Athletic. The game progressed finely until the beginning of the fifth innings,
when a heavy shower of rain set in, compelling the umpire, Mr. E. H. Hayhurst,
of the Athletic, to call the game. The score stood at the end of the fourth
innings: Alert 21, Pythian 16. Mr. Frederick Douglass was present and viewed
the game from the reporters’ stand. His son is a member of the Alert (Thorn
On August 4, 1869,
married Virginia L
Molyneaux Hewlett, sister to the
attorney and, later, judge, Emanuel D. Molyneaux Hewlett, and daughter of Washington
Aaron Molyneaux Hewlett, the professor of gymnastics at
Emanuel Molyneaux Hewlett was the first black graduate of the
of law; he had a thriving legal practice in DC.
… Later in his career Hewlett was a
justice of the peace and a judge in Municipal Court in DC and worked on ten
cases that went to the Boston
Supreme Court. U.S.
… the date was December 5, 1887. On that day Hewlett and his similarly distinguished African American guest were told they couldn't eat at
[an oyster restaurant]. They were asked to leave. …Hewlett filed a complaint, claiming that
Harvey ’s had
violated the Equal Services Acts of 1872 and 1873, which prohibited racial discrimination
in D.C. restaurants. Harvey ’s was fined $100. Harvey ’s
appealed, on the grounds that Hewlett was not well behaved. The
defense attorney produced a story from the Washington Evening Star newspaper recounting a trip Hewlett had
taken two months earlier to French's, a lunch room in the Center
Market...Hewlett had ordered three eggs, a cup of coffee and some biscuits, for
which he was charged three times what the meal should have cost. He asked
for the price list...and was told there was none." When he tried to
leave, Hewlett found the doors locked. The black attorney had to climb out a
window, then walk along a balcony before entering another room that had access
to an elevator. This proved, Mr. Harvey testified, that Hewlett was a
known check skipper. Knowing that, what restaurant would serve him? A jury (from which the lone black member had
been stricken) deadlocked and the case was ultimately dropped by the
prosecution ( Harvey ’s
Frederick and Virginia had seven children.
When his father purchased the New National Era in 1870, Frederick became the newspaper’s business manager. His older brother Lewis was in charge of editorials, and his younger brother Charles worked as a correspondent.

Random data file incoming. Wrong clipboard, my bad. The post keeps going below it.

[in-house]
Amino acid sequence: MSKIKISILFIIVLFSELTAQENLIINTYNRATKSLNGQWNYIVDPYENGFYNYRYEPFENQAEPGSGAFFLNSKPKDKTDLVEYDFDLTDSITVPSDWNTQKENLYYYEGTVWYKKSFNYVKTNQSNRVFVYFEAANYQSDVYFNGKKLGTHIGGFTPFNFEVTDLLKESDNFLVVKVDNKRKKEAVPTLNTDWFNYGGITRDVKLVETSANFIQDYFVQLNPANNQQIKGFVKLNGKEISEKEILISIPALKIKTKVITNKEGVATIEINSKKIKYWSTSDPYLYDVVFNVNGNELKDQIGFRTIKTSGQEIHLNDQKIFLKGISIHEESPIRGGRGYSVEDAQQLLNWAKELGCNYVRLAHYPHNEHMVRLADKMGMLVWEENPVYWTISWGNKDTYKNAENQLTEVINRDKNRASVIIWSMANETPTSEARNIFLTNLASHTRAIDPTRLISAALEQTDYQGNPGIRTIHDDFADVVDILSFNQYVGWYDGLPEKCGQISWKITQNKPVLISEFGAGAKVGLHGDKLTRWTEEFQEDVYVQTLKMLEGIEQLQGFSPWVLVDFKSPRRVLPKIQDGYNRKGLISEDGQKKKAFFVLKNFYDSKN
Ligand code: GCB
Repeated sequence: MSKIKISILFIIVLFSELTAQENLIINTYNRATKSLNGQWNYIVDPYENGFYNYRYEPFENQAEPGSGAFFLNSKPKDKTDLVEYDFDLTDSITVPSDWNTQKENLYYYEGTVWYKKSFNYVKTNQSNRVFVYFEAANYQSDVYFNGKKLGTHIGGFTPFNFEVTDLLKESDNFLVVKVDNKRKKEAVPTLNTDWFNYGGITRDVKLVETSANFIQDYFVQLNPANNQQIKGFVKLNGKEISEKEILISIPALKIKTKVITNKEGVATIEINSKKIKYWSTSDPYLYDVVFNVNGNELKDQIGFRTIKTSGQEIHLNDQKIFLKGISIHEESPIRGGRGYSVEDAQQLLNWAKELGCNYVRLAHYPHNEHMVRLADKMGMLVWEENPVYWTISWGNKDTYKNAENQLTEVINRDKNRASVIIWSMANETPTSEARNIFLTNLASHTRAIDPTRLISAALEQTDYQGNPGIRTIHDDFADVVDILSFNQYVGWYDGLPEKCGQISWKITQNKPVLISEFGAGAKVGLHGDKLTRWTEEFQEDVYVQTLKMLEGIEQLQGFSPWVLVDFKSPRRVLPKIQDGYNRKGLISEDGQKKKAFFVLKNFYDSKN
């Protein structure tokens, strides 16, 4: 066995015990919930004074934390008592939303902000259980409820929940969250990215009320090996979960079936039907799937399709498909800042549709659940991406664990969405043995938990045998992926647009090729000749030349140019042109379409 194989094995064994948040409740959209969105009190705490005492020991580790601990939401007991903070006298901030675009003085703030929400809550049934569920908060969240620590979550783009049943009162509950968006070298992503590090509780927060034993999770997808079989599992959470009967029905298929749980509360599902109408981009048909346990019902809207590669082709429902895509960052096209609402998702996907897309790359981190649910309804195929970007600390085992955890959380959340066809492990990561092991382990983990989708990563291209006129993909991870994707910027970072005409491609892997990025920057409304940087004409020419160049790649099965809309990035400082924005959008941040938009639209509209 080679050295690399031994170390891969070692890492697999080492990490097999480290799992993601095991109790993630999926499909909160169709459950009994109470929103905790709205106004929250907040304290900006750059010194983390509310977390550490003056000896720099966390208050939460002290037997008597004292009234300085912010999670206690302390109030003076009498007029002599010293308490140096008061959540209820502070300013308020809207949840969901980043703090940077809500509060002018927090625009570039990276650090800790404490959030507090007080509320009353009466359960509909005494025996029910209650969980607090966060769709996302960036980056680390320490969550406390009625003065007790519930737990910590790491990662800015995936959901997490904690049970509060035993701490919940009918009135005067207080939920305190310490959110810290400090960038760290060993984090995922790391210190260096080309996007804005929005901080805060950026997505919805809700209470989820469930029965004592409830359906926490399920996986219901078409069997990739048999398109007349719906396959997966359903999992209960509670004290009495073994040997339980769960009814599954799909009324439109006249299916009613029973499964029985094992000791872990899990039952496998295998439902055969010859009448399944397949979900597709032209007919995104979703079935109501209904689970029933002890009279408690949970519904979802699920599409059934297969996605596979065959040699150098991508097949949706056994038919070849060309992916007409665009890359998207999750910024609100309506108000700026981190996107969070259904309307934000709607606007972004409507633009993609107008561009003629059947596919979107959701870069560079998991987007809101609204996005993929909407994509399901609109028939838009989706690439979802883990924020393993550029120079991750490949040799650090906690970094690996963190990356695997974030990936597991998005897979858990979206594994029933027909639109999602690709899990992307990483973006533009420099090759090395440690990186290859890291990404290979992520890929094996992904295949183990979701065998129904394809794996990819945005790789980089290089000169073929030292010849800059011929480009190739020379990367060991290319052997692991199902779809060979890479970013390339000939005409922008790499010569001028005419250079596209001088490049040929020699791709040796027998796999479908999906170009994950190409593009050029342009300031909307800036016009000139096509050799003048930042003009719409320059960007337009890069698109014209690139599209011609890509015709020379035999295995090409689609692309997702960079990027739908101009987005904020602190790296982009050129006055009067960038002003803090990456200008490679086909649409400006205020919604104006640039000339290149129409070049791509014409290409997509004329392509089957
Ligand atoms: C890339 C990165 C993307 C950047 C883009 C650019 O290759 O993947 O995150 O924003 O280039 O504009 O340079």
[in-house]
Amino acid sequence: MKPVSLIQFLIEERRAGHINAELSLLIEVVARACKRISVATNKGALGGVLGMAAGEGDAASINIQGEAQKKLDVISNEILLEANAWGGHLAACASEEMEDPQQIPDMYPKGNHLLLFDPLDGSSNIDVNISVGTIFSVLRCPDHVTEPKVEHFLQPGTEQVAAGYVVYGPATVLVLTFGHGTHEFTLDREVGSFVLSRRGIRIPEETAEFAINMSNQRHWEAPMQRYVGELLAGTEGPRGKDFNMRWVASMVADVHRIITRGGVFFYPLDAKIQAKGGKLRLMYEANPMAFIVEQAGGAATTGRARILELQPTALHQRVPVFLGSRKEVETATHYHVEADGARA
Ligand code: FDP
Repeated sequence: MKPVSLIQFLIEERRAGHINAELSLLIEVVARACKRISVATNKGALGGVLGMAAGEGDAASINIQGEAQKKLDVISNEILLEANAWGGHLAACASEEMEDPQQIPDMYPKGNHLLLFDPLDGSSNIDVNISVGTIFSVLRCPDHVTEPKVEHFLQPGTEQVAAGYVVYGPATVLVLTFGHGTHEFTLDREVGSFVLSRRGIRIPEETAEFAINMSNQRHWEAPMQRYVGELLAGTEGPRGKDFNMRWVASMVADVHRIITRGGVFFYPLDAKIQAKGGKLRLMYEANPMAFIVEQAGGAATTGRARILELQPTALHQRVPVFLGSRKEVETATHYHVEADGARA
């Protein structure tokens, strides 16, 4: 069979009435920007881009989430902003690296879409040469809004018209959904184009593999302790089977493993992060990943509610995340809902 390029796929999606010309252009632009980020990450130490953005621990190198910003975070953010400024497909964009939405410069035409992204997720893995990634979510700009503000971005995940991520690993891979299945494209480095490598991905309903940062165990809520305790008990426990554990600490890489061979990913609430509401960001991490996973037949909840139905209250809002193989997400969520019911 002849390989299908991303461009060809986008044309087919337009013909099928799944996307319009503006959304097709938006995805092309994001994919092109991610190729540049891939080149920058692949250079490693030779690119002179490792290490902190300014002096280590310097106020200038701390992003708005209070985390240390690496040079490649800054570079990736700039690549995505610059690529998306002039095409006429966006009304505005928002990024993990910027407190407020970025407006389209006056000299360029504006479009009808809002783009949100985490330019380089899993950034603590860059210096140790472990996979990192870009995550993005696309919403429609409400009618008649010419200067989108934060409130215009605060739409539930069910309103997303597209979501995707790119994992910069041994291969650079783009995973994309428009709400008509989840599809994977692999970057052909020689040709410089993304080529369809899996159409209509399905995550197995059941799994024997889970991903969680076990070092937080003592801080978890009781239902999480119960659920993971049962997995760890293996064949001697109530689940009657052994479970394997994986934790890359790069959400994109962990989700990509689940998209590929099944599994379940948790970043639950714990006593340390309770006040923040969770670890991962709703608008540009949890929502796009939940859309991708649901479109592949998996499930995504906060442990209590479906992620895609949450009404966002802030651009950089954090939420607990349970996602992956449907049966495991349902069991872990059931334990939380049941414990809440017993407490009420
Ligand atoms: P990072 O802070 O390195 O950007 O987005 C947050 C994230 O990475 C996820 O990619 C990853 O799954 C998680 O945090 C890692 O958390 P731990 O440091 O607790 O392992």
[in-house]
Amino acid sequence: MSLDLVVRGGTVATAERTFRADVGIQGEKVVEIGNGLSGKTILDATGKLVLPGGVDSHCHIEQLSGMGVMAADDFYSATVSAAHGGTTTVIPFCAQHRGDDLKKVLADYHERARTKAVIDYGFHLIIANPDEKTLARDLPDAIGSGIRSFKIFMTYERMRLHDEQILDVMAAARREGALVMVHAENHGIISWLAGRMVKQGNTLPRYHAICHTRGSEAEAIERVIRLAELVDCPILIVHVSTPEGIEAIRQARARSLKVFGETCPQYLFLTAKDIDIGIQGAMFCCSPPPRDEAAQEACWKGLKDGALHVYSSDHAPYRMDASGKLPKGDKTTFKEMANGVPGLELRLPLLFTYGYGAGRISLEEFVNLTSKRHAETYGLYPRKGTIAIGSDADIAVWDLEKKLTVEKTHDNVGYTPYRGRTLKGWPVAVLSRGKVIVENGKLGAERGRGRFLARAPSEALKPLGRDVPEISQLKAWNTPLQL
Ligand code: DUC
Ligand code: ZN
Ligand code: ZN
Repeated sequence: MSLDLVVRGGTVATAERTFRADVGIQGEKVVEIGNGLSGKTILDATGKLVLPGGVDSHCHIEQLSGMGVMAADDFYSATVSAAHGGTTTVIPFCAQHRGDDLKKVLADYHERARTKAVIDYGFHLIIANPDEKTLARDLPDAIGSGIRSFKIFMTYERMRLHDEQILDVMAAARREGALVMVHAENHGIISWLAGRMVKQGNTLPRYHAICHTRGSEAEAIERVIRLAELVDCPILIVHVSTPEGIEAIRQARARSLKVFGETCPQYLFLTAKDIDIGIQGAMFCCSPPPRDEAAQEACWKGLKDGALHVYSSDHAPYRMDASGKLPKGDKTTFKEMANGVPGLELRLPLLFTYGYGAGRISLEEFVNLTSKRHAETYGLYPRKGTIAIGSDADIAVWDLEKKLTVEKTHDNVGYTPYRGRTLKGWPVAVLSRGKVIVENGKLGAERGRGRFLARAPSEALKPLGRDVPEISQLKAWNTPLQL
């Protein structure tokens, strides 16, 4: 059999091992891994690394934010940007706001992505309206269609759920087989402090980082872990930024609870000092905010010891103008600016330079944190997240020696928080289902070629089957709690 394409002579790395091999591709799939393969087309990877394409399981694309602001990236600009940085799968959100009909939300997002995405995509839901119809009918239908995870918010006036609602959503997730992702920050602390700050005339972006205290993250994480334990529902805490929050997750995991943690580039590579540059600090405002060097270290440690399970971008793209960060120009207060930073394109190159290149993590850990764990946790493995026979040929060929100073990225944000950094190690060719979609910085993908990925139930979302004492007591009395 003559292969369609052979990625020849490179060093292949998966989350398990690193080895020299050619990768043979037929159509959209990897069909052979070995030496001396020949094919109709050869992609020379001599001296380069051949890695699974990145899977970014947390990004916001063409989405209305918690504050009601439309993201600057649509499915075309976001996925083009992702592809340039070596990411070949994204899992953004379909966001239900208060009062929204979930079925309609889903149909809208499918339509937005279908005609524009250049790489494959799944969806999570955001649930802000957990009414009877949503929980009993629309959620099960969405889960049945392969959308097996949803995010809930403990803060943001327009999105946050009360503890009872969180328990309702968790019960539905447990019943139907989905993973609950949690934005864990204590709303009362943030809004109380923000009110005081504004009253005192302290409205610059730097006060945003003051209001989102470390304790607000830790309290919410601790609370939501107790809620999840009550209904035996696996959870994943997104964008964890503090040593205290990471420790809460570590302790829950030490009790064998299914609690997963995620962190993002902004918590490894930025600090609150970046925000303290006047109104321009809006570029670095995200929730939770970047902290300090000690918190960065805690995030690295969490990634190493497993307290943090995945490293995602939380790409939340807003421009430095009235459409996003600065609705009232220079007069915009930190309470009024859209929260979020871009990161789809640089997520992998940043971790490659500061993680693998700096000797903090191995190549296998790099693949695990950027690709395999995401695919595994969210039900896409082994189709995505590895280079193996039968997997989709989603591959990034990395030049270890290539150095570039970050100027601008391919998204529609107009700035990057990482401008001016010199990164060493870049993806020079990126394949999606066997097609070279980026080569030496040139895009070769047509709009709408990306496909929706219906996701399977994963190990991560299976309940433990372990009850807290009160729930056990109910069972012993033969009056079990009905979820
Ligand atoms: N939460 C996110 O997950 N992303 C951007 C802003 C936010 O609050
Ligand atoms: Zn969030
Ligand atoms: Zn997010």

In 1873 Frederick Jr. campaigned unsuccessfully to be elected as a delegate to the Legislative Assembly of the
. District of Columbia
When Frederick Douglass Sr. was appointed United States Marshal of the
in 1877, Frederick Jr. was made a bailiff.
That same year Frederick Jr. was the
first African American to sign a petition that urged the House of
Representatives and the Senate to change the Constitution to grant women the
right to vote. The 33 signatures on the
support the District of Columbia African-American community’s support for
women’s suffrage. Notice the first four
Fred'k. Douglass Jr.
Mrs. FredK. Douglass Jr.
Mrs. Nathan Sprague
“Mrs. Nathan Sprague” was
After the wife of his brother Charles died in 1879, Frederick and his wife Virginia helped raise two of Charles’s sons, ten-year-old Charles Frederick and eight-year-old Joseph Henry.
Frederick Jr. secured a clerkship in the office of the recorder of deeds in 1881 when his father was appointed Recorder of Deeds for the
. District of
On January 19, 1889
Sr. lauded the National Leader – an African American
Washington, D.C., weekly newspaper begun in January 1888 -- as “the most staunch
supporter of the Republican Party now published in this country” (Muller 1). Frederick Jr., the Associate Editor of the
newspaper, made this observation in the March 30, 1889, issue. Frederick
In parts of the
inhabited by colored citizens,
improvements are rarely made. We have a
striking illustration of this in visiting Anacostia; one can readily see where
colored people’s property begins by observing where the improvements leave off (Muller 1). District